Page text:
Gujarat rope trick: Who decided in 2013 to invest Rs 250 Crore in a dubious company in Canada ?
The investment has turned into junk and the Canadian company with three employees did not fulfil its commitment in the last eight years. But somebody benefitted. Who ?
Why did Gujarat State Fertiliser & Chemical Corporation suddenly invest Rs 250 Crore in a Canadian company in 2013 ? What did it gain, especially since the shares of the company it bought in 2013 are now worth just Rs eight Crore in 2020?
Who did the investment benefit, since GSFC certainly hasn’t? While an Independent Director in the Canadian company appears to bear the same name as that of the Chief Finance Officer at GSFC, former Chairman cum MD of the company Alexander Luke, a retired IAS officer, believes that the CFO in Ahmedabad appears to be the acting chairman of the Canadian entity, suggesting that GSFC has controlling interest in this company.
The retired officer, who drew the attention of the Gujarat Chief Secretary to the dubious deal in a letter written on November 2 this year, cannot be dismissed lightly. He as the CMD of GSFC is credited with turning around the loss-making company. He indeed was known in Gujarat as the turnaround man, having changed the fortune of several sick units in the state.
Mr Luke, who retired in 2006 and has been living in Kerala, is irritated when we contacted him over the phone. "Anybody can find out the facts with a little research. Isn't it the media's duty to ask questions ? Rs 250 Crore is not a small amount. It is public money. If the money was thrown down the drain, it is your job to find out if someone collected it at the end of the drain."
He told NH that he questioned the investment after eight years by way of a patriotic duty. News portal counterview.net carried a report based on his letter to the Chief Secretary and the current CMD of the GSFC. Here is the link: https://www.counterview.net/2020/11/pump-and-dump-strategy-erosion-of-gsfcs.html
In 2013 GSFC bought shares of Karnalyte Resources incorporated in Canada. By buying 5.49 million shares GSFC held 20% of the company’s shares in 2013. But strangely, the Canadian company’s share prices fell sharply after the investment the GSFC investment.
While the shares were trading at seven Canadian Dollars each in 2013 (GSFC bought them for eight Dollars), the share value of Karnalyte by November, 2020 had plunged to 0.24 Dollar each, wiping out almost the entire investment made by GSFC.
GSFC had justified the investment by claiming that this was in return for a promise made by the Canadian company to supply 350,000 tons of Potash in the future. Curiously the Canadian company did not have any potash production facility at the time. In any case, as Luke's letter points out, it was a rank bad decision to pay upfront for a questionable delivery to be made in the future.
Since then, GSFC’s shareholding in the Canadian company has gone up to 38%---confirmed by the present CMD to The Indian Express. But by all accounts, the Canadian company has supplied no potash to GSFC in the last eight years. But GSFC is today the biggest shareholder of Karnalyte, by all accounts a dud company, possibly its only utility being as a siphoning agent.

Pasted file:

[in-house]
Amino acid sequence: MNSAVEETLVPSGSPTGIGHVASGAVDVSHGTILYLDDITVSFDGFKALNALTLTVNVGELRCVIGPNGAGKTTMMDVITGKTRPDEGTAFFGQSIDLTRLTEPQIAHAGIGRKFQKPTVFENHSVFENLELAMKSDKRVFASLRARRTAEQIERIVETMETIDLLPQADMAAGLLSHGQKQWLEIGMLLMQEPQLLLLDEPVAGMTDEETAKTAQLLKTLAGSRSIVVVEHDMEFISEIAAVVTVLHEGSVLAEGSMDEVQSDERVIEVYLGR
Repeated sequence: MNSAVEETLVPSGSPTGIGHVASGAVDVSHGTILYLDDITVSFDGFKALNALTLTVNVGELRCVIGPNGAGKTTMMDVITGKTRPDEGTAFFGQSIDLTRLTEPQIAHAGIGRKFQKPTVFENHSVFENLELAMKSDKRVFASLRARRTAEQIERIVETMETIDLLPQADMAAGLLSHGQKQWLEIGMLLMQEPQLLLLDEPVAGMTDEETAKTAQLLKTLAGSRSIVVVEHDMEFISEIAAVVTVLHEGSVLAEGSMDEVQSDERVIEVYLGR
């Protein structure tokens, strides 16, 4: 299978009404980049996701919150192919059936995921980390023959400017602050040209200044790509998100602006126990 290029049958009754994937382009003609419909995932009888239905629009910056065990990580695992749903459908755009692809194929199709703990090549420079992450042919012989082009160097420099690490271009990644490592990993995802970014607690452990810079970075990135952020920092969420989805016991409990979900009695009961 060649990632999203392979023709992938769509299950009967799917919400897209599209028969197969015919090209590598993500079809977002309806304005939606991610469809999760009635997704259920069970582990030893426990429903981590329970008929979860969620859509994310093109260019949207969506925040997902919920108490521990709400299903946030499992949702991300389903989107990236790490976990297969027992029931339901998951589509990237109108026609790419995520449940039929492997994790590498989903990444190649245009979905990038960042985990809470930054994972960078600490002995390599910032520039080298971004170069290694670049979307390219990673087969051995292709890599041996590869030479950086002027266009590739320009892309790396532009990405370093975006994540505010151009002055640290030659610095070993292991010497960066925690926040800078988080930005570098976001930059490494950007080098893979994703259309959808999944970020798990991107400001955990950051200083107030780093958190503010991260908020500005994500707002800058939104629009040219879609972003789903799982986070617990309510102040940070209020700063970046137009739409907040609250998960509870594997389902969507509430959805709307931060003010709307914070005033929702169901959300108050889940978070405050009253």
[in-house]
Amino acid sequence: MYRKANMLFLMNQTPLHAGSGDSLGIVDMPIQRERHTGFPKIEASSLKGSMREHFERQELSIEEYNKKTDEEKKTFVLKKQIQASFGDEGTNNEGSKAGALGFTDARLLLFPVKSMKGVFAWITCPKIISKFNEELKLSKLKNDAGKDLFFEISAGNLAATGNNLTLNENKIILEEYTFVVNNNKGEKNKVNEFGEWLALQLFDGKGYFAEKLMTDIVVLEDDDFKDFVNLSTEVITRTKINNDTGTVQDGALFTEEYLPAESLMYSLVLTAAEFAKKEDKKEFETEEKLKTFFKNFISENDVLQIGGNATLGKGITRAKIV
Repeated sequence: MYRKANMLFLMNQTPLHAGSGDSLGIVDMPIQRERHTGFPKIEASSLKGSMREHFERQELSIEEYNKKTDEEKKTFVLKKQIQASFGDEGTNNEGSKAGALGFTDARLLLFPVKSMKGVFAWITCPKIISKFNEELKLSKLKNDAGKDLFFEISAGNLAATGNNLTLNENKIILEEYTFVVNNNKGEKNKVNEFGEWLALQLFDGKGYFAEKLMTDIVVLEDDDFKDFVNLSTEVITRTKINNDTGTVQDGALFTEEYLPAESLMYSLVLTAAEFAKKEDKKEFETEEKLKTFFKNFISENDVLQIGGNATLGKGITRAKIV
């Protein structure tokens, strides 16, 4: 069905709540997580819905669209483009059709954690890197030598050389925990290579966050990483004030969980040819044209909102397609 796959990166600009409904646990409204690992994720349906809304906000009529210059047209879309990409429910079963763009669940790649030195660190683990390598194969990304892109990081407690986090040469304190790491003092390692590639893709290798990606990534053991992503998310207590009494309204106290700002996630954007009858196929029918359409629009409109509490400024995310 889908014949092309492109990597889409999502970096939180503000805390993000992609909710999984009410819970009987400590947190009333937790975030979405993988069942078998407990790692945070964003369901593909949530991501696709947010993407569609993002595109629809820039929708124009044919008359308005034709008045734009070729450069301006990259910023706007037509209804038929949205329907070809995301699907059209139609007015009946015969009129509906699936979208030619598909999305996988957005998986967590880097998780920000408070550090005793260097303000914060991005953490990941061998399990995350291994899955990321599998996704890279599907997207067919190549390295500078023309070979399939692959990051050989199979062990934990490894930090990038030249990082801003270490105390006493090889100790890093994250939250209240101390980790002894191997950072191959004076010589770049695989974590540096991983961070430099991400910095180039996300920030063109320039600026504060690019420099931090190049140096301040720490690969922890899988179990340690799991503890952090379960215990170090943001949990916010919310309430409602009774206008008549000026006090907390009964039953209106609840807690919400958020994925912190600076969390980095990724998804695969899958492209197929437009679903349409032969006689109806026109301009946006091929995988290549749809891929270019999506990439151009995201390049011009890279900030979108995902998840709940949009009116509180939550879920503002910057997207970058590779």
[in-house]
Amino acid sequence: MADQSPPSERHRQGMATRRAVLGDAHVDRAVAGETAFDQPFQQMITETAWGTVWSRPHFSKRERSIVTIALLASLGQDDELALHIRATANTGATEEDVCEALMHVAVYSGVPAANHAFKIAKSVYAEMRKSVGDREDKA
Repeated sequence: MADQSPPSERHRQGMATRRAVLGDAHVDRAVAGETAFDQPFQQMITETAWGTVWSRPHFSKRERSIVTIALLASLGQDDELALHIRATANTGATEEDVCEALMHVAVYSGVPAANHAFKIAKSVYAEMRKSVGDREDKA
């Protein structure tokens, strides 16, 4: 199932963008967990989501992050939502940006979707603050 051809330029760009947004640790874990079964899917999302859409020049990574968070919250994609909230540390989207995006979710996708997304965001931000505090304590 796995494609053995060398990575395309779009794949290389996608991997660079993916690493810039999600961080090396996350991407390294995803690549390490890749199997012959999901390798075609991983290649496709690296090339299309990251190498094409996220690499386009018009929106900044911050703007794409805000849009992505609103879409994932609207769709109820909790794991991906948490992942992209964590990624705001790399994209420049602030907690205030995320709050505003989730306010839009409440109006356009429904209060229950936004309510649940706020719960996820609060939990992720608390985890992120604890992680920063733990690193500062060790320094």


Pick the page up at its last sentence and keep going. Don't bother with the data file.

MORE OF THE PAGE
What is also curious is that potash, used for industrial and agricultural use, was freely available all along in the international market. In 2020 there is a glut of potash in the market. The requirement of potash by GSFC was never very large and it could easily purchase the required amount by paying far less than the Rs 250 Crore it decided to invest in a company which promised to supply potash sometime in the future. Remarkably, even after seven years and though Karnalyte failed to supply the promised potash, GSFC has not faced any shortage of potash in these years.
Indeed, Karnalyte appears to have abandoned the potash project ! Instead it is now engaged in a ‘Nitrogen’ project and presumably waiting for another dose of investment from GSFC. For a company that talks big, it appears to have earned no revenue in the last 12 months and has posted no profit.
What is also telling is that it seems to have just three employees.Karnalyte Resources Inc states on its website that it was founded in 2007. The chairman board of directors of Karnalyte Resources is Vishvesh D Nanavaty who is also the Chief Finance Officer at GSFC, reported The Indian Express on November 10.
In his piece in Counterview.net, Alexander Luke notes, “The Karnalyte CEO at the time of this investment by GSFC was Robin Phinney. He was removed from his post in 2018 by the company. The circumstances of this as reported on the Karnalyte site suggests some ethics issue as the cause. The new CFO is Christie Gradin. The new CEO is not known. The Chairman of the Board now appears to be V Nanavaty, DC Anjaria is also on the Board.”
Significantly, the GSFC's current CMD, also an IAS officer who of course was not in the company in 2013, denies any plan to dump its shares in Karnalyte. Stating that it was for the company to perform and fulfil its contractual obligations, CMD Arvind Agarwal told IE, “We are not in the day-to- day management of the company… Now when company finds the Potash market suitable, they will take up the project.”
While Alexander Luke wrote the letter to the Gujarat Chief Secretary Anil Mukim and the GSFC CMD Arvind Agarwal on November 2, till November 18 he had not received any acknowledgment or reply. However, the CMD, when contacted by The Indian Express, said he had not seen the letter because it was very long and had several links attached. “It is a seven-year-old matter and there is no point in going in, digging. I don’t know why he is doing it…,” the CMD was quoted as saying.
(NHS has mailed several questions to the GSFC. As and when the reply is received, this report will be updated.)